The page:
The officials are learnt to have given a stern warning to the companies, especially Twitter, to reduce the time taken to comply with government requests and to more proactively enforce the law on their platforms. The companies responded by presenting their own actions, sources said.

The companies are likely to be held under stricter regulation soon, with the pending notification of new amendments to IT Act.

Sources said a little over a week ago, Facebook labeled Delhi riots as an “event” under its “Dangerous Individuals and Organisations” policy, the same labeling that applied to the 2018 communal riots in Sri Lanka. Under the policy, a guidance is sent to the company’s moderators to ensure that content involving “organized hate” or “mass murder” provides context condemning or neutrally discussing the activity concerned. The policy states that moderators will “remove content that expresses support or praise for groups, leaders, or individuals involved in these activities … We do not allow content that praises, supports, or represents events that Facebook designates as terrorist attacks, hate crimes or mass shootings.”

Throughout the period of riot violence in North East Delhi, Facebook accounts neutrally posting the video of BJP leader Kapil Mishra threatening the Delhi Police were most visible on the platform. On the other hand, Twitter continued to have videos with messages supporting Mishra’s statements, as well as trending hashtags praising the BJP leader.

Similarly, after “goli maaro” slogans were shouted in Union minister Anurag Thakur’s rally, content positively promoting the slogan was still viewable on Twitter.

Twitter’s content policy states: “You may not threaten violence against an individual or a group of people. We also prohibit the glorification of violence…. Under this policy, you can’t state an intention to inflict violence on a specific person or group of people. We define intent to include statements like “I will”, “I’m going to”, or “I plan to”, as well as conditional statements like “If you do X, I will”.”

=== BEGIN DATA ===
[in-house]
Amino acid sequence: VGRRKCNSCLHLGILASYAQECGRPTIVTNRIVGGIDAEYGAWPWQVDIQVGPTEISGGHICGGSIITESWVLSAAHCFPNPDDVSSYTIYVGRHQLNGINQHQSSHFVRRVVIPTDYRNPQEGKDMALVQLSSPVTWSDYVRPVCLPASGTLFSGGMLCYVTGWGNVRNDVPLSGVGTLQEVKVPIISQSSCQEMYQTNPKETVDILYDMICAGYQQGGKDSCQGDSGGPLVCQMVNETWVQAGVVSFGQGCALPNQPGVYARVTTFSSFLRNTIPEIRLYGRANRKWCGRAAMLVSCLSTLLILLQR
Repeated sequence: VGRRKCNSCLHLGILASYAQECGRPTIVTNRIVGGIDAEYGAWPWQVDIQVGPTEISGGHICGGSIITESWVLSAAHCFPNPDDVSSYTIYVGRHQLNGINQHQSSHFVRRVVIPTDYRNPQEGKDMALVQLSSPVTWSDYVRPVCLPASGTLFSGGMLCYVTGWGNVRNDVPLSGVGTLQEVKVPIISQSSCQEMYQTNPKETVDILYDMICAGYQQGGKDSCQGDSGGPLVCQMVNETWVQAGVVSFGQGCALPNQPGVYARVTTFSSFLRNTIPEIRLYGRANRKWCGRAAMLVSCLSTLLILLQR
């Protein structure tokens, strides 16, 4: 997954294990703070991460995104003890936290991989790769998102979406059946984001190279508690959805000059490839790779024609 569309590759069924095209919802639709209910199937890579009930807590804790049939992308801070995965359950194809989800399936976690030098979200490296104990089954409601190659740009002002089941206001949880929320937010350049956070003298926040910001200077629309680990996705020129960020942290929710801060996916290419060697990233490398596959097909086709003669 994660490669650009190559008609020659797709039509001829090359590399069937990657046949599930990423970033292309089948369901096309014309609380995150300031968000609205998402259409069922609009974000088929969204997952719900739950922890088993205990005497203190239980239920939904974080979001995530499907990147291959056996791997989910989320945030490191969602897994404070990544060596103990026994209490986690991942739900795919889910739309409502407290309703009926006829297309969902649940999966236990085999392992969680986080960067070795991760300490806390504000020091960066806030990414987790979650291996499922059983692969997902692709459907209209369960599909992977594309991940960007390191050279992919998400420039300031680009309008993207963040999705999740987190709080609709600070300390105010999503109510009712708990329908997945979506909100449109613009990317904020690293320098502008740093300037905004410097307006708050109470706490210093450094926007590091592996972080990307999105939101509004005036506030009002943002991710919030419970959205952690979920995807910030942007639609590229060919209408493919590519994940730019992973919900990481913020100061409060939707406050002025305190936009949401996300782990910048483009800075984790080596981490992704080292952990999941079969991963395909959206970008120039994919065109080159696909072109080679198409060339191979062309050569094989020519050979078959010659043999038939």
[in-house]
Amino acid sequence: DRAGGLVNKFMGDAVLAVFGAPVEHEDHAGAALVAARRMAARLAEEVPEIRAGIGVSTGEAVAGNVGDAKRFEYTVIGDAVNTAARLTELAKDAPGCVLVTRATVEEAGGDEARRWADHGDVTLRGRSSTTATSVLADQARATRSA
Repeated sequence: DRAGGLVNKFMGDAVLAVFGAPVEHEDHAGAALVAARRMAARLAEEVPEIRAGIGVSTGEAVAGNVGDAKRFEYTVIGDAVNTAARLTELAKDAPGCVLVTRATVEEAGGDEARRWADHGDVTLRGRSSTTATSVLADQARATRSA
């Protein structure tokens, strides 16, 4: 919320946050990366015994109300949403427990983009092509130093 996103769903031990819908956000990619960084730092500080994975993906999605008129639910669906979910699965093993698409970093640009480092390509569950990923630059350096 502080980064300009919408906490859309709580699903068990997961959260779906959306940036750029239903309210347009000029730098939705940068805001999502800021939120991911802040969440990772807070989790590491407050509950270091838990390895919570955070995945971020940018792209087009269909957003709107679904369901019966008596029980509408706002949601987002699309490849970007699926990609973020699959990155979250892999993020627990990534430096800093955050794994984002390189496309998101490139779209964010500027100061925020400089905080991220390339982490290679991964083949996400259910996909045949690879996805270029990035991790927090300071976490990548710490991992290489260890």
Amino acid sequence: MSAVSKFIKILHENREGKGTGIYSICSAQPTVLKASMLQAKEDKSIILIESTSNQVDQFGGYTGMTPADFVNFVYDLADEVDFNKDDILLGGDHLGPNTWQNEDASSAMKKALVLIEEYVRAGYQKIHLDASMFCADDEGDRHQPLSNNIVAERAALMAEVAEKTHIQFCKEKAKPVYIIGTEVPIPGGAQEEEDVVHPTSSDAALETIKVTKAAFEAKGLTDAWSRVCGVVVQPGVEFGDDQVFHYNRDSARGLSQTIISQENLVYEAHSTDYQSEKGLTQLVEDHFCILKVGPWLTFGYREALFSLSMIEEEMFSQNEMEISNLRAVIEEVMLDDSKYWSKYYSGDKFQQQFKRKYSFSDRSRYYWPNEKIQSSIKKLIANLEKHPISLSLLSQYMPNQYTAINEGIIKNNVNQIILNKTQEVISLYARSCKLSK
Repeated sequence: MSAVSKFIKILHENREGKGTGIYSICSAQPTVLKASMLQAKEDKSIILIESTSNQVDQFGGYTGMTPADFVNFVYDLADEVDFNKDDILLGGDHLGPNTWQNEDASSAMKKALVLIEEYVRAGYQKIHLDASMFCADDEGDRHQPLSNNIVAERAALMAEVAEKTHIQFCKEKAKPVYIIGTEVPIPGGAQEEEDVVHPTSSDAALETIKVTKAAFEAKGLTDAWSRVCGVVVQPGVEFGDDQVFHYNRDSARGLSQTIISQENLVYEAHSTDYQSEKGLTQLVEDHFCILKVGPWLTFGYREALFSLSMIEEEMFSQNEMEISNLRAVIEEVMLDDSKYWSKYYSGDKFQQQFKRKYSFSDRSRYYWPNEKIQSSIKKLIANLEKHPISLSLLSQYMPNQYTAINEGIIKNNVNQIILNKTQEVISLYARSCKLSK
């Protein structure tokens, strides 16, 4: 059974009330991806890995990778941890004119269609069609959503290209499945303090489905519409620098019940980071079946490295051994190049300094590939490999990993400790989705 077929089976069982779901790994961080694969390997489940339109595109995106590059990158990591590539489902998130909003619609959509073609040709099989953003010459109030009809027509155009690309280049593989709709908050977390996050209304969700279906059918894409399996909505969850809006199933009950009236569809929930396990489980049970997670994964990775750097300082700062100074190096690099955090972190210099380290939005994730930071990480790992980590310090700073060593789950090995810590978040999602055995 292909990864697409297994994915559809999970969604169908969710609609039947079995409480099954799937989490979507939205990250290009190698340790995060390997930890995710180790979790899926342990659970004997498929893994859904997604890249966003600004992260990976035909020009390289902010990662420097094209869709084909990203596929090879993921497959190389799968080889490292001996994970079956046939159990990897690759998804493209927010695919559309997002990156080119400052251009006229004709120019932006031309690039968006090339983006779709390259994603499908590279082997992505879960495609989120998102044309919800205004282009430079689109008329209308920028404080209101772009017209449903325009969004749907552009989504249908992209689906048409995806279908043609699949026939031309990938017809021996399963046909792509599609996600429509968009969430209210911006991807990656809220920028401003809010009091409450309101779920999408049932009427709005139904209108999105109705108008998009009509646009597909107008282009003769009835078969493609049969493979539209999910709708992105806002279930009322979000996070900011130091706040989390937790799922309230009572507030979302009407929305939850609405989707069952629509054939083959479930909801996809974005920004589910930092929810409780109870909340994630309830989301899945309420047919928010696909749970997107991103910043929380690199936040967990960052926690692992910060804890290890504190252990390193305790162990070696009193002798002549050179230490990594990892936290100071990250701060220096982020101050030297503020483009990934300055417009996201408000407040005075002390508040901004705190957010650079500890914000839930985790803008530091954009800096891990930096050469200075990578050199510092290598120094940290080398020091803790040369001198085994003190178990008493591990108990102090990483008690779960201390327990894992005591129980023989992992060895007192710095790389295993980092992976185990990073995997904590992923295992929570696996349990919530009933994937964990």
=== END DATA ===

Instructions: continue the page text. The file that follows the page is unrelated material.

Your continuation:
The Twitter reprimand comes at a time when their headquarters is also under pressure, as a major company investor has made moves to oust CEO Jack Dorsey. Twitter is one of the most open platforms used in India with a significantly smaller company size than the other platforms.

In similar controversies abroad, such as the banning of right-wing American commentator Alex Jones, the company made a decision much later than the other popular platforms.

YouTube has over the past year downranked less credible sources on its website in India, giving more visibility to “authoritative” accounts recounting the events of last week. Tik Tok is learnt to have said in the meeting that they are mostly an entertainment platform, but inevitably see violence-related content and act against that content accordingly. #IStandWithKapilMishra was a hashtag found with the BJP leader’s speech on TikTok last week as well.

None of the companies officially responded to requests to comment.

“Twitter played an instrumental role in tackling abusive content and coordinated disinformation related to the Delhi riots. Twitter is the only uniquely open service where inaccurate content was also debunked in real time by people, including Law Enforcement, trusted journalists and news media organizations which helped protect the public,” a Twitter spokesperson said.